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PiEcE oF InFoRmAtIoNs
Fr. Mariano Gomez 1799-1872
Fr. Jose Burgos 1837-1872
Fr. Jacinto Zamora 1835-1872
Fr. Robert Reyes heads GOMBURZA, a cause orientated organization of priests, nuns, brothers and laity who are committed to the struggle for justice, which they believe is an essential part of witnessing to the gospel. The group is named after three Catholic priests who crusaded for reform of the Spanish colonial government and were executed by garrotte in Bagumbayan, Manila on February 17, 1872, for allegedly instigating the Cavite mutiny.
The three priests — Fathers Mariano Gomez, Jose Apolonio Burgos and Jacinto Zamora—all graduates of the University of Sto. Tomas, were brilliant men who used their education to fight for reforms to break the 300 year old dominance of the Spanish government.
They headed the secularization movement which alleviated the plight of Filipino priests by insisting on the prior right of the native secular clergy to assignment in parishes over that of the friars newly arrived from Spain. Burgos, the youngest and most brilliant of the three, was especially vulnerable in this regard since he was the synodal examiner of parish priests. He got into a tiff more than once with then Archbishop of Manila Gregorio Martinez in this regard.
Burgos was linked to many activities perceived as hostile towards the Spanish since he was also one of the organizers of the Committee of Reformers which campaigned for more liberal laws. The Committee was composed of two sections: the laymen and the clergy. The lay group was headed by Joaquin Pardo de Tavera while the cleric section, which included Gomez and Zamora, was headed by Burgos.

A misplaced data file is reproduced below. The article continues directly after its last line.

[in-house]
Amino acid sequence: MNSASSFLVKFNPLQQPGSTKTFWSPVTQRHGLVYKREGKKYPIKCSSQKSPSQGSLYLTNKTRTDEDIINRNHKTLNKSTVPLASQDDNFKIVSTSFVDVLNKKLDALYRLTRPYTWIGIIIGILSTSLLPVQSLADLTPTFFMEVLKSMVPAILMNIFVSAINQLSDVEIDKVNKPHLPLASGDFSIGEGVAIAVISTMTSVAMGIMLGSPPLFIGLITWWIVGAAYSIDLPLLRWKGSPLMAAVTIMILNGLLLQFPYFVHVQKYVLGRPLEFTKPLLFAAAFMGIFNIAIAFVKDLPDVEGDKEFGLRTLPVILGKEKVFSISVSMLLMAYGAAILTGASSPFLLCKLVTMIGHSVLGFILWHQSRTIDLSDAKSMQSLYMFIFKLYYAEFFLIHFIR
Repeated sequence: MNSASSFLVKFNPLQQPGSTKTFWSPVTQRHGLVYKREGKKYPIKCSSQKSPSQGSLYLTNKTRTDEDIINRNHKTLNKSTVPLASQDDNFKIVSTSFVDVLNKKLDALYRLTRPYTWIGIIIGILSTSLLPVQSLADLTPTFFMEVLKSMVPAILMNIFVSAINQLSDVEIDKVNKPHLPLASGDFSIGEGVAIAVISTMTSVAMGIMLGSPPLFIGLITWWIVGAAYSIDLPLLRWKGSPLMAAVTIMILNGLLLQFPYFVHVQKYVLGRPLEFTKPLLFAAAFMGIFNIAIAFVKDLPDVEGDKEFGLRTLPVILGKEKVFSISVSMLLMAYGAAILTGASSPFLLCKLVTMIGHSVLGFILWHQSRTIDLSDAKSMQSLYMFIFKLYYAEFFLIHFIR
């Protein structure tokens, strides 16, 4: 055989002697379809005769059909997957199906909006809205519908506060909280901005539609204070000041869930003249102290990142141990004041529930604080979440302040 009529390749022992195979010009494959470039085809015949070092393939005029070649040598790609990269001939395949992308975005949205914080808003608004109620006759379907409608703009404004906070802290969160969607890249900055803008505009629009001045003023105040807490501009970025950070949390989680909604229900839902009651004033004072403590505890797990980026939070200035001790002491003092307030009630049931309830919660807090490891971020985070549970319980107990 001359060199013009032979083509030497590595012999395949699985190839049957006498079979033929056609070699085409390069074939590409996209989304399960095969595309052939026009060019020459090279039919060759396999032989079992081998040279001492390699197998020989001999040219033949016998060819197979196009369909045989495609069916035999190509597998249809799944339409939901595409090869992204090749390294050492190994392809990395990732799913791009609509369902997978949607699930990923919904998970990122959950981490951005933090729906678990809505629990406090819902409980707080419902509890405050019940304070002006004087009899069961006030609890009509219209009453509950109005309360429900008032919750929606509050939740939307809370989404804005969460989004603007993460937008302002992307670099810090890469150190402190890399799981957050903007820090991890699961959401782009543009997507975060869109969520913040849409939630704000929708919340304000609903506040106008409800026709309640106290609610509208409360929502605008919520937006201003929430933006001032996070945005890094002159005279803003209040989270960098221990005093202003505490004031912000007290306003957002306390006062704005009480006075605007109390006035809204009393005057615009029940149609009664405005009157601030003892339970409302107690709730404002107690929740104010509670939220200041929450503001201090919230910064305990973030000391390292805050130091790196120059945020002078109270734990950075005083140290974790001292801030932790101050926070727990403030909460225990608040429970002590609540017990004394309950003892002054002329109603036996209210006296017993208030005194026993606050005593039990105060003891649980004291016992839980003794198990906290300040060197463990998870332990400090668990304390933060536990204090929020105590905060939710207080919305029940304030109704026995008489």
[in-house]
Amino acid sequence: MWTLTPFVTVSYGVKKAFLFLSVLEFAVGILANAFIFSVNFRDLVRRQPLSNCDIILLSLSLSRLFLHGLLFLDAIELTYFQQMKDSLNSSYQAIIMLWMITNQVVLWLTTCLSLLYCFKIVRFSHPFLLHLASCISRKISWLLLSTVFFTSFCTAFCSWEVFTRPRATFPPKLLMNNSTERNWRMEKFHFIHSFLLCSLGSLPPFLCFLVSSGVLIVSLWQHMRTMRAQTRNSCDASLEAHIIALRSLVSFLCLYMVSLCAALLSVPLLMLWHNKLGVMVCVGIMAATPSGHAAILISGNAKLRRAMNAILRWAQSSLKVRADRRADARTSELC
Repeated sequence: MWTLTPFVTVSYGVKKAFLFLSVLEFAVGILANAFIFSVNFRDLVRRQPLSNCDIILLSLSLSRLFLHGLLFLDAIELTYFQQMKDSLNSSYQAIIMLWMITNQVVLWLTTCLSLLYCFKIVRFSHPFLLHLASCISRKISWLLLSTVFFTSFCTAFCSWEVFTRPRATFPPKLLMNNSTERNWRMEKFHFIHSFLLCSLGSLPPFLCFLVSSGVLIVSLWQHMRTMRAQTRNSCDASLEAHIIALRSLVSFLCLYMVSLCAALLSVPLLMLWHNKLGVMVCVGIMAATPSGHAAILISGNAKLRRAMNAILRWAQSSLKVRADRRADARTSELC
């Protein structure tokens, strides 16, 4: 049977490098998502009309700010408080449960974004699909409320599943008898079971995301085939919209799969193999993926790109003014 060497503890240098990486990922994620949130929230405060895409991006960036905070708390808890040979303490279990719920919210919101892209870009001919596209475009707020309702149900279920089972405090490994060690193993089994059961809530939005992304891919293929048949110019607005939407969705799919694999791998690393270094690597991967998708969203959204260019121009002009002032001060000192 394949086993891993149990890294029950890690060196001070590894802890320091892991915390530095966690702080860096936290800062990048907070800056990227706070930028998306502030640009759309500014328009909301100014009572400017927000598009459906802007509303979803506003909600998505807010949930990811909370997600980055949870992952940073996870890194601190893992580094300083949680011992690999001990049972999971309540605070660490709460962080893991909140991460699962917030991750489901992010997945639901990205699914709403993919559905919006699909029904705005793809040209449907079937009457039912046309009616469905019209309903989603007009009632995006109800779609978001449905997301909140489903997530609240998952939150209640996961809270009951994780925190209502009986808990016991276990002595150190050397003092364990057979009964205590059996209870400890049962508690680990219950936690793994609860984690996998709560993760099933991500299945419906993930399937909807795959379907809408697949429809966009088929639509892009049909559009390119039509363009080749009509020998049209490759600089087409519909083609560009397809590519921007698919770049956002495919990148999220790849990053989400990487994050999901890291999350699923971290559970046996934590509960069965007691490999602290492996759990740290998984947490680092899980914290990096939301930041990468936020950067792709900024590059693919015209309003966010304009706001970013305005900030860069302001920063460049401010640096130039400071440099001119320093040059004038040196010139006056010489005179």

This reform committee staged demonstrations both during the liberal administration of Gen. Carlos Ma. De La Torre and the reactionary period under Gen. Rafael Izquierdo.
Gomez, parish priest in Bacoor, Cavite was founder of the newspaper La Verdad (The Truth) in which he described the deplorable conditions of the country and printed the liberal articles of Burgos.
The priests earned the ire of the Spanish and were called filibusteros. [Insurrectionists …Ed.]
Gomburza or GOMBURZA is an acronym denoting the surnames of Fathers Mariano Gómez, José Apolonio Burgos, and Jacinto Zamora, three Filipino priests who were executed on 17 February 1872 at Bagumbayan in Manila, Philippines by Spanish colonial authorities on charges of subversion arising from the 1872 Cavite Mutiny. Their execution left a profound effect on many Filipinos; José Rizal, the national hero, would dedicate his novel El filibusterismo to their memory.
The uprising by workers in the Cavite Naval Yard was the pretext needed by the authorities to redress a perceived humiliation from the principal objective, Father Jose Burgos, who threatened the established order.
Three intellectuals who crusaded for reform. Killed by garrote in Bagumbayan, Manila on February 17, 1872, for allegedly instigating the Cavite mutiny.
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